Greg Van Avermaet is a great crosswind rider. Even when a team manages to catch him off guard he will still make the front. He can sprint for 400–500m, find room in the echelon he has just missed and settle back in. Because he is so good, once he is in the line he might be high zone 3 (75-82 percent of maximum heart rate) when the rest are on the limit. He's an awesome bike handler and can read a bike race like no one else… Here are some tips on how to ace it like the man himself.
Do your homework
In windy conditions it’s important to know the roads and do your homework on wind direction and slight changes in road direction. This is vital when leaving towns and areas sheltered by trees. There will be points where everyone knows it will split and really it’s just a bunch sprint for the corner. A classic example was the World Road Championships in Doha in 2016.
Be on your guard and ride in a position that you can always get into a sprint and push the wind if needed. Make the front suffer for five minutes, then it will settle down. Crosswinds involve three accelerations: two at the front, which are easy to roll through, and a hard one to get back in line at the back of the echelon. The third you can’t get wrong as you’re at the back of the group.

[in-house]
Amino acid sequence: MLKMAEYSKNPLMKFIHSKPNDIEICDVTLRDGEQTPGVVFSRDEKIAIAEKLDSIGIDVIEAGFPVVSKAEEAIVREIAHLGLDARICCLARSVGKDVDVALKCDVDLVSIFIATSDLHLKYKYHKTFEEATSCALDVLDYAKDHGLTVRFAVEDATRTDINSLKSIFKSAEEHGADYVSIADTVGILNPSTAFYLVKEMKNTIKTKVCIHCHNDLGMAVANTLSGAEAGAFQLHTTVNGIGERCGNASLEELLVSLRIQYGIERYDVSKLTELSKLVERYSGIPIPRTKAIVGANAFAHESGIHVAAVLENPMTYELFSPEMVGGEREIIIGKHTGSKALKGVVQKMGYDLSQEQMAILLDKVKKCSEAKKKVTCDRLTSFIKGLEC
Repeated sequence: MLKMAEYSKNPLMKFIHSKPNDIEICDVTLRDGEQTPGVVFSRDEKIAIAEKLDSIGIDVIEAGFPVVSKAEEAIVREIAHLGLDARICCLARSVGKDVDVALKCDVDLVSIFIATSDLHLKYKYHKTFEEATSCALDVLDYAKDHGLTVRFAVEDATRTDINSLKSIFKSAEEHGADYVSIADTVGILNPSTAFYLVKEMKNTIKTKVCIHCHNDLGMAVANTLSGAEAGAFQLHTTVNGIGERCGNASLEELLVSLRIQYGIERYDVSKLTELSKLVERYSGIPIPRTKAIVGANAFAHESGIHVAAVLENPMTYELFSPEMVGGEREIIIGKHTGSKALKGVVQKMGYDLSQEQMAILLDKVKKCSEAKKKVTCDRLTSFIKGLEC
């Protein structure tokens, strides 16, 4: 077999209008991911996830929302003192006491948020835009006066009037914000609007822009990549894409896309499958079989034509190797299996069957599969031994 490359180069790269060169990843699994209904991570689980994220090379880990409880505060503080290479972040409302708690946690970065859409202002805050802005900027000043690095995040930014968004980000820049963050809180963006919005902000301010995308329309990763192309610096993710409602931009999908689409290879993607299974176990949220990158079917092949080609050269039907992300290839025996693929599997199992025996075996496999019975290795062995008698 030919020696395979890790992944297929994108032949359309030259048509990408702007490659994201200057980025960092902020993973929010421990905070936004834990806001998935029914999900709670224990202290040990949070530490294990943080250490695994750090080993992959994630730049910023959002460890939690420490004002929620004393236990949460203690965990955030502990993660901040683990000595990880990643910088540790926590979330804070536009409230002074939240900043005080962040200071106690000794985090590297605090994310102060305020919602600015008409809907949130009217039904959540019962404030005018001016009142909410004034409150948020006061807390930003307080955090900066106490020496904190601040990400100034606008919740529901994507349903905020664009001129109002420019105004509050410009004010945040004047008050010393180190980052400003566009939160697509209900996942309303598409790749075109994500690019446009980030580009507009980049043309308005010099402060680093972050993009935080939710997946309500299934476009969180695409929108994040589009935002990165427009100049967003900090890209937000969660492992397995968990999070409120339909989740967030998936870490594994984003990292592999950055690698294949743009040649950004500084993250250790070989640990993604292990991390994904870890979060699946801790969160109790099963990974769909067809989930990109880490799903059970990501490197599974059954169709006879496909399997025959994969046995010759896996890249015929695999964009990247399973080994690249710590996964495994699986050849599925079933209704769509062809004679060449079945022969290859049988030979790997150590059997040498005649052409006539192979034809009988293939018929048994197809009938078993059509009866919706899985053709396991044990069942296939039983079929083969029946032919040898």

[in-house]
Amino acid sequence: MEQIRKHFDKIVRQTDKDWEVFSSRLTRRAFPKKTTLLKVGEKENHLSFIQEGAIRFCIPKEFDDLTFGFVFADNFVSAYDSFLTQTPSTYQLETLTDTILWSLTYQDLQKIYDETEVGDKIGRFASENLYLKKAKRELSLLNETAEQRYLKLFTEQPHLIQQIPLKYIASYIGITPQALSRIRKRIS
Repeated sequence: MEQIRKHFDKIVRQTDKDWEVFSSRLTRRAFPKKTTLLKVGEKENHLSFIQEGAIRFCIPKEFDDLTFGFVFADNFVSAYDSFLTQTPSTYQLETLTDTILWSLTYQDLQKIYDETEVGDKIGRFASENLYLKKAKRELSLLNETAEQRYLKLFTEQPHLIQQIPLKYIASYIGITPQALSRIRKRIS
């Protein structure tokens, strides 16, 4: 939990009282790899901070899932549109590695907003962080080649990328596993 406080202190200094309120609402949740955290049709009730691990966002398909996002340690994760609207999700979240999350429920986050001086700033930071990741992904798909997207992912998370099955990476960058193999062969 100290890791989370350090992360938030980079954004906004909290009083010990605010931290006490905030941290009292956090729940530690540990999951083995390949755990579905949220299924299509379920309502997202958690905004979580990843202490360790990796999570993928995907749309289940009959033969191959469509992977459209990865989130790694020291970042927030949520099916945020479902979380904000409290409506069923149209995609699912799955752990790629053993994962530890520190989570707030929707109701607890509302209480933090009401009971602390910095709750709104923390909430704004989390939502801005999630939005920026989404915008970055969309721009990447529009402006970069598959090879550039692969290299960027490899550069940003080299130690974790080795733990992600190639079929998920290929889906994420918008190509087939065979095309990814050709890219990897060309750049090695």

In-the-seat power is crucial to powering through a crosswind, as is anticipating what kind of power you will need. The surges and sprints are so high that you can’t afford to make any mistakes, as most riders only have a few of these high-end efforts in them while still recovering at zone 3 or zone 4.
You may be moving up the echelon at zone 3/4 and going through the front at zone 5 or higher, so you have to time it just right to swing across onto the wheel and not lose momentum. Get it wrong and you either overlap the wheel or lose one bike length, and it takes forever to close. You may even lose contact with the front group.
The sprint or acceleration onto the back of the echelon can be more important depending on the speed of the group. If you are moving at 50-60kph and get it wrong then it’s goodbye. What can be an easy flick onto a wheel, can turn into a 10-second max effort sprint and then you’ll never recover. If you were to get four or five wrong in a row, it’s game over. This is the worst feeling, especially when the hard work’s been done, and it’s often just a lack of concentration.
The tighter the group, the faster it moves. This is why you see sprinters and powerful riders in front groups. You have to be touching the rider in front and always watching five to ten people ahead, which is why you also see the most skilful bike handlers in the front group. But the team is everything. A team of good riders can beat the strongest in the world by forcing a gap and keeping things super-smooth and looking out for each other with good communication.
The golden rule
In-the-seat accelerations are the key if you have a good base of everything else. Learning to ride really close to other riders is also imperative, as is not being afraid to force yourself into a good spot. It’s always easier to pull through in the echelon, unless you are a master of crosswinds. Even then, you will get caught out once in a while.